We Who Work the West : Class, Labor, and Space in Western American Literature
Part of the Postwestern Horizons series
We Who Work the West examines literary representations of class, labor, and space in the American West from 1885 to 2012.
Moving from Maria Amparo Ruiz de Burton's representations of dispossessed Californio ranchers in the mid-nineteenth century to the urban grid of early twentieth-century San Francisco in Frank Norris's McTeague to working and unemployed cowboys in the contemporary novels of Cormac McCarthy and Larry McMurtry, Kiara Kharpertian provides a panoramic look at literary renderings of both individual labor-physical, tangible, and often threatened handwork-and the epochal transformations of central institutions of a modernizing West: the farm, the ranchero, the mine, the rodeo, and the Native American reservation. The West that emerges here is both dynamic and diverse, its on-the-ground organization of work, social class, individual mobility, and collective belonging constantly mutating in direct response to historical change and the demands of the natural environment.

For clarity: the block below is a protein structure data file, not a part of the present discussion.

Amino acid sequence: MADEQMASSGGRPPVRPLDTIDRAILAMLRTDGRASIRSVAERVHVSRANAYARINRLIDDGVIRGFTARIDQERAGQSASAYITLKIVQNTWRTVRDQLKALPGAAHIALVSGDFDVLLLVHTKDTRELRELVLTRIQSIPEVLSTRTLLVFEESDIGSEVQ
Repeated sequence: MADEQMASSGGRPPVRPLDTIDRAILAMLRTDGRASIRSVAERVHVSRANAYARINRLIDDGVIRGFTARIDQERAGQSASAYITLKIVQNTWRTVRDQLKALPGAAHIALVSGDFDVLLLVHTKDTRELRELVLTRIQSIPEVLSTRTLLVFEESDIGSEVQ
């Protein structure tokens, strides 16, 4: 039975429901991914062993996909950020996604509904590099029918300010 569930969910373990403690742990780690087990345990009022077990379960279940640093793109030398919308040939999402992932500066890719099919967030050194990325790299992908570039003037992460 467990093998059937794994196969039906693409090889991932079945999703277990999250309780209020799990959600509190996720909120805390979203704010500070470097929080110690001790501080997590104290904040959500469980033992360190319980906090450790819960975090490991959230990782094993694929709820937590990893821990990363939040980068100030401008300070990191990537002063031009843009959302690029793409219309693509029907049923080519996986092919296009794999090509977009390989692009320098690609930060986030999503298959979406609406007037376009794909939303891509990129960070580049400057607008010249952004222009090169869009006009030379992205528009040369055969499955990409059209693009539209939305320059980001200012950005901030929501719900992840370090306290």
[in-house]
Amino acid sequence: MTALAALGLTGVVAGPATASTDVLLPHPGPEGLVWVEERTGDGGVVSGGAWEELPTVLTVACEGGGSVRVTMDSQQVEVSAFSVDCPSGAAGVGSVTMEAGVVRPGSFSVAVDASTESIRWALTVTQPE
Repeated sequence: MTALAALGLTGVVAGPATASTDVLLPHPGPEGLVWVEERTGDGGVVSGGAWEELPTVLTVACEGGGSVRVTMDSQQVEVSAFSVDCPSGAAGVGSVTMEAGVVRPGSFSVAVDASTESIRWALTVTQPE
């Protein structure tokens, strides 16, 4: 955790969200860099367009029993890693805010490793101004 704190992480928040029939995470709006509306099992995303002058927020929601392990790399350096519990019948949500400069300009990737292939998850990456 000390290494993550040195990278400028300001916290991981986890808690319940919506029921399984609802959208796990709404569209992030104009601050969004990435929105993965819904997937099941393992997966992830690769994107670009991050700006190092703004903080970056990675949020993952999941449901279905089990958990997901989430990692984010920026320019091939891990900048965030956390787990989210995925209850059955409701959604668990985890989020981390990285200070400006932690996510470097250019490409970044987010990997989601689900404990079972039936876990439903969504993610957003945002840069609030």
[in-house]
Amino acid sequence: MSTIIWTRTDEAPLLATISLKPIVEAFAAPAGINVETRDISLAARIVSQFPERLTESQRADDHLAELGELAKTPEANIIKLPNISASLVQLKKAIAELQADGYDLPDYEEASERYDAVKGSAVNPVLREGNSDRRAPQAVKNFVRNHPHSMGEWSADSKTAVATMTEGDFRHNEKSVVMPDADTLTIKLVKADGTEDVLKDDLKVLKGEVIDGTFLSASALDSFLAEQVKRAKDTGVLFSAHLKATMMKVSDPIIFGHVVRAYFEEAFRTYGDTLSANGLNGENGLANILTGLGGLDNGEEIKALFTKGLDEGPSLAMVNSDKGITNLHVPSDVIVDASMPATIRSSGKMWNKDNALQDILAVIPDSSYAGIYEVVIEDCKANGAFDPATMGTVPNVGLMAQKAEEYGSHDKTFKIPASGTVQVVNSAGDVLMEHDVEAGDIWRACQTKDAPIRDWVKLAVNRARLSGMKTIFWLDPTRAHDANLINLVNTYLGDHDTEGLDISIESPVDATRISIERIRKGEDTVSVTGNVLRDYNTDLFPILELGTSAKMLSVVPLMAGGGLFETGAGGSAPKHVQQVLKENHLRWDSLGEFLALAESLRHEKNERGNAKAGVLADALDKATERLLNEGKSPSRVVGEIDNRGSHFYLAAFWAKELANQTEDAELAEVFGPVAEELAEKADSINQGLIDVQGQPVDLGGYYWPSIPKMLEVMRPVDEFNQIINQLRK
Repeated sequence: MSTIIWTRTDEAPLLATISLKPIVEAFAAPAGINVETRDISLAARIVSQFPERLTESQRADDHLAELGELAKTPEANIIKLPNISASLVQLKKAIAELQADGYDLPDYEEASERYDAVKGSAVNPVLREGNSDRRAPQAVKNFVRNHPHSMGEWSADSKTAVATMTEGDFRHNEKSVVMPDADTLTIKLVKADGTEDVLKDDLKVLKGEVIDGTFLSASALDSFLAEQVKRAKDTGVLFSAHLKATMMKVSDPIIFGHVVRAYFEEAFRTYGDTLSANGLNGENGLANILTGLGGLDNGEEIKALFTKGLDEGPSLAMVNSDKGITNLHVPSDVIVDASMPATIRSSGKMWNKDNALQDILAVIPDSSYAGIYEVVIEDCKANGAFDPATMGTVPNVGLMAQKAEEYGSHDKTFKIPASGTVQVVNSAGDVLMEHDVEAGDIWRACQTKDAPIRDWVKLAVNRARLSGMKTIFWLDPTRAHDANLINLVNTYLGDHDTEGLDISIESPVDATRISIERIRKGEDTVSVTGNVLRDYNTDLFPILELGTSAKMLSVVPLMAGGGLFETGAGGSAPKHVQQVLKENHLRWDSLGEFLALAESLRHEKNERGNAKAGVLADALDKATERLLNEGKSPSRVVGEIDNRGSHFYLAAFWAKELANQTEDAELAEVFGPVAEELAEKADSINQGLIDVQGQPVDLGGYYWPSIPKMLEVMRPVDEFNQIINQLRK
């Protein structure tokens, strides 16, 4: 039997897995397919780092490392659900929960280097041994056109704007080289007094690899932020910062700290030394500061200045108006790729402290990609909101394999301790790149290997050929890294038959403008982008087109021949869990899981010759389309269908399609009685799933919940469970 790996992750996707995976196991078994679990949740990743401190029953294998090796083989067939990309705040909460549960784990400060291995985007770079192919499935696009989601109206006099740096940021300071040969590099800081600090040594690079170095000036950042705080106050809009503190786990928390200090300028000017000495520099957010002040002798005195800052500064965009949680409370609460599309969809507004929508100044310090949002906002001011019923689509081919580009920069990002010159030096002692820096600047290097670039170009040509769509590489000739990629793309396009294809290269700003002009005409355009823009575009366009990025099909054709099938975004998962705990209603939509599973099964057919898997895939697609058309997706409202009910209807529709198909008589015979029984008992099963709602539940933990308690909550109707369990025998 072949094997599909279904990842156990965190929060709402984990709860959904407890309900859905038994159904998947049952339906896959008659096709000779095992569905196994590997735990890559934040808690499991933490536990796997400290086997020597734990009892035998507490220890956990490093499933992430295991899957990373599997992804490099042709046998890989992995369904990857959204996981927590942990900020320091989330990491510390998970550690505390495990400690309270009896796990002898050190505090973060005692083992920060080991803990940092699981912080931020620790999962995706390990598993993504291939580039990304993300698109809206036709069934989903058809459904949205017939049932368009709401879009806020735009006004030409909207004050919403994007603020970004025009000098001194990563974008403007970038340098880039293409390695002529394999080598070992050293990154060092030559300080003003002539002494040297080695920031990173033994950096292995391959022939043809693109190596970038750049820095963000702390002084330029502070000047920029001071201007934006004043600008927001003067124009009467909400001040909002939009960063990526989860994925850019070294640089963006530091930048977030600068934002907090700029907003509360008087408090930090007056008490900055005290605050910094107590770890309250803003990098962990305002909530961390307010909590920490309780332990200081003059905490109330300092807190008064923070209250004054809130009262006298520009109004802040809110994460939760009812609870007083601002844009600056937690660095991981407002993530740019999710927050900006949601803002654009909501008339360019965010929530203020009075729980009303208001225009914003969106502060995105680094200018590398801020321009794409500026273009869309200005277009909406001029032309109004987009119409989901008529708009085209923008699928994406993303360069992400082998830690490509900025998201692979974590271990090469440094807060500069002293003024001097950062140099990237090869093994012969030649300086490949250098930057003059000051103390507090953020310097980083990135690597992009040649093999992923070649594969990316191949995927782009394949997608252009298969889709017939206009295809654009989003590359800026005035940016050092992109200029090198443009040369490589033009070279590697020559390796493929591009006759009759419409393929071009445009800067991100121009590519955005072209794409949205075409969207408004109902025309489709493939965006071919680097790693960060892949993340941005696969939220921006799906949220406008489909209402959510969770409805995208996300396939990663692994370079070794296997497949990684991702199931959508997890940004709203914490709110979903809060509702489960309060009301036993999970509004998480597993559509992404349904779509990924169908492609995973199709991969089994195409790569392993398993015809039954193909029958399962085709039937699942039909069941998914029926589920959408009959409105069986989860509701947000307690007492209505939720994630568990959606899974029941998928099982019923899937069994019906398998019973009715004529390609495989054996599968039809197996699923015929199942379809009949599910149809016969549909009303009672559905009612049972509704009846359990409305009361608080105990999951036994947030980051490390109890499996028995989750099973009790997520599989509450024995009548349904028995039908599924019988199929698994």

The literary West thus becomes more than a locus of mythic nostalgia or consumer fantasy about the American past.
It becomes a place where the real work of making that West, as well as the suffering and loss it often entailed, is reimagined.